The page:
Custom Application Development

Top Tips for Secure App Development

You don't have to look far to find examples of security breaches involving critical enterprise information or private customer data. In the IT world, protecting these assets is often discussed in terms of functions added to network perimeters or remote computing devices. In fact, many of these security systems are attempting to compensate for invitations to theft in the form of badly designed and executed applications. Developing safe applications will make every security function more effective and in some cases, create some redundancies.

There are five key operational areas to be aware of and two important techniques for greater overall security. Let's start with the five key areas to keep in mind when developing secure applications.



Who gets to use the application? If the answer is "anyone," then there are significant security problems in place before the first line of code is written. Ensure that the users must identify themselves in a secure fashion, and you've made a good start. The arguments over single-factor versus two- or three-factor authentication are far less important than simply requiring some form of authentication to use the application.



What can legitimate users do with the application? Does every user get to change information? Can every user display the entire contents of the database? Once you've positively identified the users, you must then make sure that they only have access to those pieces of information they require, and then only perform those operations that legitimately pertain to their jobs.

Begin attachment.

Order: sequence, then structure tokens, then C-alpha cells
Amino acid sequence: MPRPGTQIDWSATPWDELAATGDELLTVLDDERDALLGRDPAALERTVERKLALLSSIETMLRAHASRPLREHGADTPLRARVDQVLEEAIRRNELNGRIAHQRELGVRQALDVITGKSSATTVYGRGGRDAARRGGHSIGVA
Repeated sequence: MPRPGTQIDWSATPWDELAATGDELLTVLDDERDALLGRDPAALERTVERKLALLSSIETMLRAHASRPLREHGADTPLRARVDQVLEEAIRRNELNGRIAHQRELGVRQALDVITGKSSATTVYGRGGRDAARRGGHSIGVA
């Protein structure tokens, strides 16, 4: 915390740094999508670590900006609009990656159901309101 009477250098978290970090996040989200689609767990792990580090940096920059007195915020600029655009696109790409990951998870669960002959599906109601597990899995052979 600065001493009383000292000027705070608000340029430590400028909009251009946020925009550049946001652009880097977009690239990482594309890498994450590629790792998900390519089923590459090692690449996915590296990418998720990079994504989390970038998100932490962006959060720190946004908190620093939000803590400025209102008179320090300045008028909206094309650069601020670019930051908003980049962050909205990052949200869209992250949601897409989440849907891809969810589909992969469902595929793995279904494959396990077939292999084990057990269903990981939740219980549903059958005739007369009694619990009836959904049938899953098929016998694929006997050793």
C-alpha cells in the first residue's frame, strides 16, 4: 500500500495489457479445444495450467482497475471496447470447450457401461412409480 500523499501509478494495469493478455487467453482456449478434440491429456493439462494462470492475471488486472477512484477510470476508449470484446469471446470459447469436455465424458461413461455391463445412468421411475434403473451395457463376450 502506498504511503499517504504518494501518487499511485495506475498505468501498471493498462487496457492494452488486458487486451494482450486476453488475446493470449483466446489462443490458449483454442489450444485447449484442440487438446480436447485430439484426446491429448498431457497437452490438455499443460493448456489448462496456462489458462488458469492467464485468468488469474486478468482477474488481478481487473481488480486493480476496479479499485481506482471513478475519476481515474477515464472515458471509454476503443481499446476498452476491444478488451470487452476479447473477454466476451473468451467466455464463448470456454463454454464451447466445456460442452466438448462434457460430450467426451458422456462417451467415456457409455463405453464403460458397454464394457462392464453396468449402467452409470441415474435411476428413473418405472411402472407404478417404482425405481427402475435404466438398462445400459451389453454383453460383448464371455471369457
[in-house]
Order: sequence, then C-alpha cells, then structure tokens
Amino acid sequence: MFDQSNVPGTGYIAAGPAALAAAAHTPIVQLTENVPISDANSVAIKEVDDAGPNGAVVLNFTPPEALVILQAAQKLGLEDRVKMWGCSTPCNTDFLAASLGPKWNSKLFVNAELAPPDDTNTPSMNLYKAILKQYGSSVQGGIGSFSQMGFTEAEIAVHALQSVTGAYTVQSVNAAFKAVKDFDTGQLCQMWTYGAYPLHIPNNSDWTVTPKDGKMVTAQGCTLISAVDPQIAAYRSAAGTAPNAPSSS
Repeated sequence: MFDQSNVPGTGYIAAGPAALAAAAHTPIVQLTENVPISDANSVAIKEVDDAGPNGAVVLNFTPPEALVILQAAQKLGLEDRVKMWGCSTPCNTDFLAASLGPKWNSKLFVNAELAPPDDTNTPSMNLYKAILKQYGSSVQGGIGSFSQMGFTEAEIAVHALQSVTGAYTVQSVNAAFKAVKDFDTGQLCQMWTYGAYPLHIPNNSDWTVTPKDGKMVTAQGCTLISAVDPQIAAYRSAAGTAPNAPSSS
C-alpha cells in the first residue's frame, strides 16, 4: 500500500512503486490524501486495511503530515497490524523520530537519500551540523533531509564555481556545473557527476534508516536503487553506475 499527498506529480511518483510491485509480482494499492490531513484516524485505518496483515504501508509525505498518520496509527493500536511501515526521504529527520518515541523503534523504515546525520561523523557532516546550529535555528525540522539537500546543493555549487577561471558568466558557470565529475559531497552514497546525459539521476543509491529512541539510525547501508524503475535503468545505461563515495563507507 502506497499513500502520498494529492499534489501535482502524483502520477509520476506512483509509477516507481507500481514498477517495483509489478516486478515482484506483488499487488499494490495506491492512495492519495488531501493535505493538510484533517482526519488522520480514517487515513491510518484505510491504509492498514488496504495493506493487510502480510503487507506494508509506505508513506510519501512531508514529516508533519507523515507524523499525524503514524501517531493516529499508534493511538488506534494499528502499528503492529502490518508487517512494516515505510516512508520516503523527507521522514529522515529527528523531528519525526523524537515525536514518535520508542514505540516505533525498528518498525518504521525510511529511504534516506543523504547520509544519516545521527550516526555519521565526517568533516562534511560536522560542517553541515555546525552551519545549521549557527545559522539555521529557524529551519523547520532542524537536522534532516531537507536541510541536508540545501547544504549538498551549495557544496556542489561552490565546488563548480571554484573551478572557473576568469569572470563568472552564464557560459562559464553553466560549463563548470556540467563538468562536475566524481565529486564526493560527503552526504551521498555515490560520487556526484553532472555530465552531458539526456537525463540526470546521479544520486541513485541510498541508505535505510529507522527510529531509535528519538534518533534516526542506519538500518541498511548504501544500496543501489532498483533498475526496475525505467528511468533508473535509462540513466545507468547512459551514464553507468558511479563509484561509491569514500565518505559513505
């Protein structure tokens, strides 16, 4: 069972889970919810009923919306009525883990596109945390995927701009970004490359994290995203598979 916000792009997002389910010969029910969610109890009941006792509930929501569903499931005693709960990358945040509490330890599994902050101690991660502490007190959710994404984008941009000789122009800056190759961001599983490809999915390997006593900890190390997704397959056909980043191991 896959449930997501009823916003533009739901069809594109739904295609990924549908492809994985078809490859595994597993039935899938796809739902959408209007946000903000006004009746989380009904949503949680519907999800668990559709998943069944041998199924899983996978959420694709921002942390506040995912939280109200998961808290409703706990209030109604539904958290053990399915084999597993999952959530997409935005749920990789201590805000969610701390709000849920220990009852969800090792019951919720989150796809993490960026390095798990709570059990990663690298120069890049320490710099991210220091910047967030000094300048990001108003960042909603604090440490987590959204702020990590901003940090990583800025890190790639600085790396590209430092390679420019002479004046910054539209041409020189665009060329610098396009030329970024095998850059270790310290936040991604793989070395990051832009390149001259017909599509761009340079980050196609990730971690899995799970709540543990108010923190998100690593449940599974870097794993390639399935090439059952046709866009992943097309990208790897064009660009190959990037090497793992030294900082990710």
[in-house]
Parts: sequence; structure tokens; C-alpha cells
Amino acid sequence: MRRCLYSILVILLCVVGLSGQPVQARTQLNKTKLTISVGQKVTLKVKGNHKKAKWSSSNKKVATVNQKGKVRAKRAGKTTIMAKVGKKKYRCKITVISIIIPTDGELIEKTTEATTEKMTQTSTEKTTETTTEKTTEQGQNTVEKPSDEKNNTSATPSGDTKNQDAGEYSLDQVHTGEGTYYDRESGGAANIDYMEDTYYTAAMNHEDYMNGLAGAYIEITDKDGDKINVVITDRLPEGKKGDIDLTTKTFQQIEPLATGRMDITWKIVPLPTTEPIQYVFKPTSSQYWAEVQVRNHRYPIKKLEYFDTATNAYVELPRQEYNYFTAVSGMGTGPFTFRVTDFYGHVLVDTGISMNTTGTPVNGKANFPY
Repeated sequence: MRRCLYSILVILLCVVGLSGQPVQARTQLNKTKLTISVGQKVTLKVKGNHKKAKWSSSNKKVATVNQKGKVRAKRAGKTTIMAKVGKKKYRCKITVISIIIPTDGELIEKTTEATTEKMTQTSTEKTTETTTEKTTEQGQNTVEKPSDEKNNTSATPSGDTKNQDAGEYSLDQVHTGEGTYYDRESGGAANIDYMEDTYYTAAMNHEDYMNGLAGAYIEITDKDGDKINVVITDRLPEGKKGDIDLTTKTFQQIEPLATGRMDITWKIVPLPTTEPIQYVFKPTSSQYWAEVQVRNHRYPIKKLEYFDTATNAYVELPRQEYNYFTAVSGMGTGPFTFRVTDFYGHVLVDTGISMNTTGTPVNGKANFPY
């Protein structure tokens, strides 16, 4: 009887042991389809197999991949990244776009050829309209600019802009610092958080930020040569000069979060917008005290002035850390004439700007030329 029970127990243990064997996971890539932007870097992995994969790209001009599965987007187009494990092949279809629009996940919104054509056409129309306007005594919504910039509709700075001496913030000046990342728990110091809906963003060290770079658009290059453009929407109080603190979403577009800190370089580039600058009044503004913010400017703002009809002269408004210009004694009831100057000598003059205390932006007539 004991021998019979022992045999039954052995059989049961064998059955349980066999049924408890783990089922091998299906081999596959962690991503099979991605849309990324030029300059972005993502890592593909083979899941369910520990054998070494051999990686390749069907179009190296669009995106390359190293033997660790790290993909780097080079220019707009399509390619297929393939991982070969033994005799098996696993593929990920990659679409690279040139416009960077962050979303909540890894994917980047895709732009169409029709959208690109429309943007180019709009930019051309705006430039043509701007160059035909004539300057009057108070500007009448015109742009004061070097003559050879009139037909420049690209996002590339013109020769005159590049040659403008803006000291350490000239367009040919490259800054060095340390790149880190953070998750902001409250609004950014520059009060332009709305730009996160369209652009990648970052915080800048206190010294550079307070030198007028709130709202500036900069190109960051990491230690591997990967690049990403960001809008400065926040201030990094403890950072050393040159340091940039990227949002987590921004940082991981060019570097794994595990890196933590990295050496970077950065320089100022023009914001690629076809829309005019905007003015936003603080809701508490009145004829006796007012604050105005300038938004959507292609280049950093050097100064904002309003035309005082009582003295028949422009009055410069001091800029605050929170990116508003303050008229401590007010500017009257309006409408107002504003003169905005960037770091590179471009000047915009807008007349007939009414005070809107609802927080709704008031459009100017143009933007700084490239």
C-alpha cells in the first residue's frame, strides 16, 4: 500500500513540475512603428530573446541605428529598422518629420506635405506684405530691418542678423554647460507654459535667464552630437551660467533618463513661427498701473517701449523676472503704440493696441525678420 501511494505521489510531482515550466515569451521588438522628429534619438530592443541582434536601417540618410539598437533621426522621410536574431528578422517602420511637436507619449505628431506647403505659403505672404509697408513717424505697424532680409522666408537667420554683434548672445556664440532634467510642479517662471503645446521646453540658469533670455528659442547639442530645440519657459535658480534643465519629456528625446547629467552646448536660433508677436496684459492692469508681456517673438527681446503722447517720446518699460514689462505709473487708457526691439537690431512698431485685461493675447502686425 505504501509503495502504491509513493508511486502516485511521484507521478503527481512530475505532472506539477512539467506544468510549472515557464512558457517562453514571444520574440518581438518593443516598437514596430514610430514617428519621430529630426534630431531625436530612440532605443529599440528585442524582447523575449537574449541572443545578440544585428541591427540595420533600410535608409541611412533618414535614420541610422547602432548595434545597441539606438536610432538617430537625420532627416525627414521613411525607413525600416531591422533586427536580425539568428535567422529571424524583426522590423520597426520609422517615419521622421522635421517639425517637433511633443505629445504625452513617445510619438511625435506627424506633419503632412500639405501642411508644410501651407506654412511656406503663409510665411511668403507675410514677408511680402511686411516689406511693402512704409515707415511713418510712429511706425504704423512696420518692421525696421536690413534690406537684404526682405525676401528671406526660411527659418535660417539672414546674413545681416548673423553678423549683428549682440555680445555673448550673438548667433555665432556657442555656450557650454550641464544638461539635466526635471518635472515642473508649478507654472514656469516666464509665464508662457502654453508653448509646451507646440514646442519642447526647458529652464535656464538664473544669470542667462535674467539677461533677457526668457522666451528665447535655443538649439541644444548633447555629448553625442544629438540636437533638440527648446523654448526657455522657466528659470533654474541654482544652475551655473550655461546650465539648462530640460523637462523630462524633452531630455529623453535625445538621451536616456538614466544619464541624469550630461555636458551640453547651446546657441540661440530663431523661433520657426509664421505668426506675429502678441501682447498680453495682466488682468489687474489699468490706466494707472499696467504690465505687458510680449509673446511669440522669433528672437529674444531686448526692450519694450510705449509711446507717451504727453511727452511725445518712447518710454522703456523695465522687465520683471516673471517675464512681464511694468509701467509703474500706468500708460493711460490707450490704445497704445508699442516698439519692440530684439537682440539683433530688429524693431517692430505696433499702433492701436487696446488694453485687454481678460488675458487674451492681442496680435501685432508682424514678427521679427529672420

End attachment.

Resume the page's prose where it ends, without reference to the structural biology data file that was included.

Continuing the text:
Asset handling

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How are you protecting the data when it's in the database? Is the application's connection to the database secure? Is the data encrypted while it's resting peacefully on the server? How about while it's in the network link between the application server and client? There's no excuse for not protecting data in transit by encrypting it, and the growing number of large-scale data breaches demands that encryption should become common policy for data sitting in storage, as well.


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What happens if someone enters SQL commands where his or her name should go? Can someone reach through the application that appears on their screen to touch another application in the environment? Testing each point of entry for type correctness and filtering out all nonappropriate characters will put real limits on what a malicious user can do to you through the application.

Logging and auditing

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If a theft occurs from a database and no one can prove it happened, is it no big deal? Of course it's a big deal and proving what happened is critical for mitigation, restoration and prosecution. Here's a tip: Make sure the limits on log-file sizes are three to four times bigger than you think they should be. The extra size will come in handy. Really.

And then there are two things that will make a huge difference when it comes to securing the issues just mentioned.

Test, Test, Test

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Don’t just test for functionality — get someone who knows what they're doing to try to break into the application. Try again. And again. There's no guarantee that you'll find every possible security hole (in fact, in a complex application it's closer to a guarantee that you won't), but you will find many of the problems and be able to fix them before they get into the wild.

Use a Framework

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So many problems occur just because different members of a team use their own personal methods for securing applications and definitions of what security even means. A common framework, used by every developer, will help make sure that team members are at least speaking the same language when it comes time to build security into the app.


Building security in from the beginning is cheaper, more effective and less disruptive than trying to bolt it on after the fact.

Cover the bases using the right techniques, and you're most of the way to preventing massive data breaches before the first cup of programmer juice gets cold.

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